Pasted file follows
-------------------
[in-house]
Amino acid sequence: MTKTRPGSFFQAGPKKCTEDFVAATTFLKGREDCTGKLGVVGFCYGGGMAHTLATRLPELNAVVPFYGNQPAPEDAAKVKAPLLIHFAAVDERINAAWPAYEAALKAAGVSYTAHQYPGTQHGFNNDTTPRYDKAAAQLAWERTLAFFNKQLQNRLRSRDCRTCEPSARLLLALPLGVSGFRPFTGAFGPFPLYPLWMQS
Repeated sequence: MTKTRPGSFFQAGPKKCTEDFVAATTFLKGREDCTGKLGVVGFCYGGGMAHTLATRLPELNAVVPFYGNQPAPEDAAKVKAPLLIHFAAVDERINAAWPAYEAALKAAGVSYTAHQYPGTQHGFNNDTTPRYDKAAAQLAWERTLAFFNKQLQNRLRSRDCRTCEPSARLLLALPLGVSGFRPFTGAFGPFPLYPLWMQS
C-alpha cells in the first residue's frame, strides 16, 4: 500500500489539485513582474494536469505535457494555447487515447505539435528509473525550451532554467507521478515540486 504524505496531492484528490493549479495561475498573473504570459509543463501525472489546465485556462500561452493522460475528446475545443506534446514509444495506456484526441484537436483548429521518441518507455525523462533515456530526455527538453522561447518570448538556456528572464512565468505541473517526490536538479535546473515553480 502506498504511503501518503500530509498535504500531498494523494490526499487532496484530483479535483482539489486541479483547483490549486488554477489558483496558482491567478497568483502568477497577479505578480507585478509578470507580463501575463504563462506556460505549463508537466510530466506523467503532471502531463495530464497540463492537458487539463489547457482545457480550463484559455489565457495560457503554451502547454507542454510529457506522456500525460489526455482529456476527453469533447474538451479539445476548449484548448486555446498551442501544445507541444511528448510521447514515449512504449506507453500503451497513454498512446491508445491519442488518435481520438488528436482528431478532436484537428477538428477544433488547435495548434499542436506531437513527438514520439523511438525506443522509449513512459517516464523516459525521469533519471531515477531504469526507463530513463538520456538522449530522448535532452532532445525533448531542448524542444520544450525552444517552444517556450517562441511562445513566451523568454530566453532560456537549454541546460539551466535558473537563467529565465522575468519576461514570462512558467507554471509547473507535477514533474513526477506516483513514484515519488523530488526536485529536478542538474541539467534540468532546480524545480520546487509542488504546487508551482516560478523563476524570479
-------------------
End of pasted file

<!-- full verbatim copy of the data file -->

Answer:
[in-house]
Amino acid sequence: MTKTRPGSFFQAGPKKCTEDFVAATTFLKGREDCTGKLGVVGFCYGGGMAHTLATRLPELNAVVPFYGNQPAPEDAAKVKAPLLIHFAAVDERINAAWPAYEAALKAAGVSYTAHQYPGTQHGFNNDTTPRYDKAAAQLAWERTLAFFNKQLQNRLRSRDCRTCEPSARLLLALPLGVSGFRPFTGAFGPFPLYPLWMQS
Repeated sequence: MTKTRPGSFFQAGPKKCTEDFVAATTFLKGREDCTGKLGVVGFCYGGGMAHTLATRLPELNAVVPFYGNQPAPEDAAKVKAPLLIHFAAVDERINAAWPAYEAALKAAGVSYTAHQYPGTQHGFNNDTTPRYDKAAAQLAWERTLAFFNKQLQNRLRSRDCRTCEPSARLLLALPLGVSGFRPFTGAFGPFPLYPLWMQS
C-alpha cells in the first residue's frame, strides 16, 4: 500500500489539485513582474494536469505535457494555447487515447505539435528509473525550451532554467507521478515540486 504524505496531492484528490493549479495561475498573473504570459509543463501525472489546465485556462500561452493522460475528446475545443506534446514509444495506456484526441484537436483548429521518441518507455525523462533515456530526455527538453522561447518570448538556456528572464512565468505541473517526490536538479535546473515553480 502506498504511503501518503500530509498535504500531498494523494490526499487532496484530483479535483482539489486541479483547483490549486488554477489558483496558482491567478497568483502568477497577479505578480507585478509578470507580463501575463504563462506556460505549463508537466510530466506523467503532471502531463495530464497540463492537458487539463489547457482545457480550463484559455489565457495560457503554451502547454507542454510529457506522456500525460489526455482529456476527453469533447474538451479539445476548449484548448486555446498551442501544445507541444511528448510521447514515449512504449506507453500503451497513454498512446491508445491519442488518435481520438488528436482528431478532436484537428477538428477544433488547435495548434499542436506531437513527438514520439523511438525506443522509449513512459517516464523516459525521469533519471531515477531504469526507463530513463538520456538522449530522448535532452532532445525533448531542448524542444520544450525552444517552444517556450517562441511562445513566451523568454530566453532560456537549454541546460539551466535558473537563467529565465522575468519576461514570462512558467507554471509547473507535477514533474513526477506516483513514484515519488523530488526536485529536478542538474541539467534540468532546480524545480520546487509542488504546487508551482516560478523563476524570479